How to receive higher returns from fixed deposits?

In order to gain better returns on their investments, after risk estimation, investors should consider parking their funds in the below-listed private sector bank FDs. Instead of investing all in a single FD and attempting to reinvest it after maturity, if possible, to create an accumulation pattern, they can opt for the laddering strategy to optimise FD returns. Investors can reap from any higher interest rate investments in the future by this strategy. It is possible to keep their savings even more liquid as it will eliminate the risk of needing to pre-close an FD before maturity to satisfy any unforeseen necessity after sacrificing interest amount. Interesting to note here is that FD laddering doesn't mean you are putting your entire amount in the same bank in multiple FDs. You must have multiple tenure FDs in various banks to avoid risk. Investment allocation across various FDs across different maturities reduces the risk of interest rates and deposit tenure. In the recent past, though, fixed deposits have weakened their appeal after the Reserve Bank of India cut repo rates by 115 basis points to boost the pandemic-hit country. Although the market is under some higher inflation strain and the financial sector has begun to rebound, few analysts say that the cheapest interest rate outcome will not be continued and FD rates may increase in the foreseeable term.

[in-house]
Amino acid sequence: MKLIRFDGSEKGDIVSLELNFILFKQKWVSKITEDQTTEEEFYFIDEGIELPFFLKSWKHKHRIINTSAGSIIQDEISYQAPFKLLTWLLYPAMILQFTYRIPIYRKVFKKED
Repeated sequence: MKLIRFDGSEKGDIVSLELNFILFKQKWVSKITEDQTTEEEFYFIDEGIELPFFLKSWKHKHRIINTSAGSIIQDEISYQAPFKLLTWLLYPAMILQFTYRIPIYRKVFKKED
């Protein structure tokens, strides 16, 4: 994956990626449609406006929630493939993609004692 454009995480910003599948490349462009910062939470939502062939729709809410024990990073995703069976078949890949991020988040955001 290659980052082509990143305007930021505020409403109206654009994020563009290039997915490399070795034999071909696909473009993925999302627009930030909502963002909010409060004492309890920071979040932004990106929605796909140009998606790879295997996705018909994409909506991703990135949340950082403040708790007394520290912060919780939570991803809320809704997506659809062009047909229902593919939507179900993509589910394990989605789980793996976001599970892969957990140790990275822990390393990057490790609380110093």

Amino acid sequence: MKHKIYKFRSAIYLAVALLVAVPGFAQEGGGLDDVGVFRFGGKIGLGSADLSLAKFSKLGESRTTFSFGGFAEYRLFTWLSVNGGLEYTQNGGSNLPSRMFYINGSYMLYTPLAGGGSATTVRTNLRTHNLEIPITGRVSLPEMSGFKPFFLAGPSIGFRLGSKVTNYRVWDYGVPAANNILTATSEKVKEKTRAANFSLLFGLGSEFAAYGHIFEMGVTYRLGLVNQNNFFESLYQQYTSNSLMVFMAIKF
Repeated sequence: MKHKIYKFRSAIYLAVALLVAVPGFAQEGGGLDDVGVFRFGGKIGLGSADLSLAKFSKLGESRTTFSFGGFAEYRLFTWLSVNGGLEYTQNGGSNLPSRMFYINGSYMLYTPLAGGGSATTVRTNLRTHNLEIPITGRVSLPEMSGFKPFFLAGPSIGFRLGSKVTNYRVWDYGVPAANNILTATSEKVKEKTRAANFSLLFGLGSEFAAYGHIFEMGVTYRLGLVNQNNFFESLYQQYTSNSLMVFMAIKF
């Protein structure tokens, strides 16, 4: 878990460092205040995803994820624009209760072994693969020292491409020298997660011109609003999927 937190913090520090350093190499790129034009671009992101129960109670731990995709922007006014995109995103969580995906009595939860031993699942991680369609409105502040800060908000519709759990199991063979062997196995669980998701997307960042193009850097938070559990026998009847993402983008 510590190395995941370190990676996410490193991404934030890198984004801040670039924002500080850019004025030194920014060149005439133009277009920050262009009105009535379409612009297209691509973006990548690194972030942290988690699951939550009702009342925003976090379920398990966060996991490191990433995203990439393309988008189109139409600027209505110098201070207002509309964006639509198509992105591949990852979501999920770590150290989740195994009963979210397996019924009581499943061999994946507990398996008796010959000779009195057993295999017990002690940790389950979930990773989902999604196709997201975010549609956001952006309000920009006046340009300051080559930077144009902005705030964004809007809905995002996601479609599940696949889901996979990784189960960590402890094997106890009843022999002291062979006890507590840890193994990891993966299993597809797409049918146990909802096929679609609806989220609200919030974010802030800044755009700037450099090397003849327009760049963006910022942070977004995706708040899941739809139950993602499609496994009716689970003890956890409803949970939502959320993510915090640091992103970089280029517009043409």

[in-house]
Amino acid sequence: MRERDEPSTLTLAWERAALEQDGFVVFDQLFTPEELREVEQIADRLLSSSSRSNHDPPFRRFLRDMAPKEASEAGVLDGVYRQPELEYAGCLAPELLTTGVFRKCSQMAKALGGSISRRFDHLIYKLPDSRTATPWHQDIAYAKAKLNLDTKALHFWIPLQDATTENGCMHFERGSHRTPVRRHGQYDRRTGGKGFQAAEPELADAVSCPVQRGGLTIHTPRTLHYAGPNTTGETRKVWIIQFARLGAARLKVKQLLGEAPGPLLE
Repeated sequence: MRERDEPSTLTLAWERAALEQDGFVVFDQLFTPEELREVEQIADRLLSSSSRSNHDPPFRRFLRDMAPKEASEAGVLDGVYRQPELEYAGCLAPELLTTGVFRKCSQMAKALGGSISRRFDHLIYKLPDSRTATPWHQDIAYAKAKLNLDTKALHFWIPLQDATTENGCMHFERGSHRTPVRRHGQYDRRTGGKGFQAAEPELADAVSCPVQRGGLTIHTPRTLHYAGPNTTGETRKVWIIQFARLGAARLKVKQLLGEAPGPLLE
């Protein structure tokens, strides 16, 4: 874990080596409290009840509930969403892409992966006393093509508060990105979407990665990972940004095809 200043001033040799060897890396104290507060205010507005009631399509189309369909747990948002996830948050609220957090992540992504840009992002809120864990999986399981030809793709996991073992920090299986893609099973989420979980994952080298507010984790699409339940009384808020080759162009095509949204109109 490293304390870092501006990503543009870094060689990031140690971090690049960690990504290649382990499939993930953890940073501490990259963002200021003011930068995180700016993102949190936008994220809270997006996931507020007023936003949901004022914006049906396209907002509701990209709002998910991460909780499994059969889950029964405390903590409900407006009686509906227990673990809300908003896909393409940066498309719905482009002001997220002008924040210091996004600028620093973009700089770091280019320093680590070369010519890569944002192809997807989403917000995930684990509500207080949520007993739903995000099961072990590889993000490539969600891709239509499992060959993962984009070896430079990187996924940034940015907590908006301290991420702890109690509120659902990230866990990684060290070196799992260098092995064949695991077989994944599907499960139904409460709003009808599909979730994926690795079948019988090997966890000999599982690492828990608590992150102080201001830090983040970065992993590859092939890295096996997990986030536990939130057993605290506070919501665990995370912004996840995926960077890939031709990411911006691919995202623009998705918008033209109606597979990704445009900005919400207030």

2-3 Year FD Rates

2-3 Year FD Rates

Banks 2-3 Year FD Rates In % For Non-Senior Citizens 2-3 Year FD Rates In % For Senior Citizens
IDFC First Bank 4.5 5
Kotak Bank 5 5.15
HDFC Bank 5.15 5.65
ICICI Bank 5.15 5.65
J&K Bank 5.2 5.7
Federal Bank 5.35 5.85
Axis Bank 5.4 5.9
Dhanlaxmi Bank 5.4 5.9
South Indian Bank 5.4 5.9
Karur Vysya Bank 5.5 6
Karnataka Bank 5.55 5.95
Tamilnad Mercantile Bank 5.65 6.15
Bandhan Bank 5.75 6.5
City Union Bank 5.75 6.25
TNSC Bank 5.85 6.35
IndusInd Bank 6.5 7
RBL Bank 6.5 7
Yes Bank 6.5 7
DCB Bank 6.75 7.25